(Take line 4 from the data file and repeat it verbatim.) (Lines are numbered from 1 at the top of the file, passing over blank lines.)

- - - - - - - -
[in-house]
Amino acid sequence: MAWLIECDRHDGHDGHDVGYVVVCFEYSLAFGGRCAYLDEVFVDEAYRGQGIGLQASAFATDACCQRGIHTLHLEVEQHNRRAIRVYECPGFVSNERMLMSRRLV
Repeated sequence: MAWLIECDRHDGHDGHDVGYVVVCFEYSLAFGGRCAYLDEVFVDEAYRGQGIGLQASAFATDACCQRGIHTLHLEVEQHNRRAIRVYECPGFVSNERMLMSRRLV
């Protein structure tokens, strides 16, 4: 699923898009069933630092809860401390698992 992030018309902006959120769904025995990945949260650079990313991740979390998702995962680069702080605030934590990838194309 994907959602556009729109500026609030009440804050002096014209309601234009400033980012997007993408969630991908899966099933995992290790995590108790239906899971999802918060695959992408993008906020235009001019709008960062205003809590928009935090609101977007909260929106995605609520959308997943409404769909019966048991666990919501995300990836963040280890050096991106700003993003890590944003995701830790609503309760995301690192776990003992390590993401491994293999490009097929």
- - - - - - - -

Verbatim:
């Protein structure tokens, strides 16, 4: 699923898009069933630092809860401390698992 992030018309902006959120769904025995990945949260650079990313991740979390998702995962680069702080605030934590990838194309 994907959602556009729109500026609030009440804050002096014209309601234009400033980012997007993408969630991908899966099933995992290790995590108790239906899971999802918060695959992408993008906020235009001019709008960062205003809590928009935090609101977007909260929106995605609520959308997943409404769909019966048991666990919501995300990836963040280890050096991106700003993003890590944003995701830790609503309760995301690192776990003992390590993401491994293999490009097929």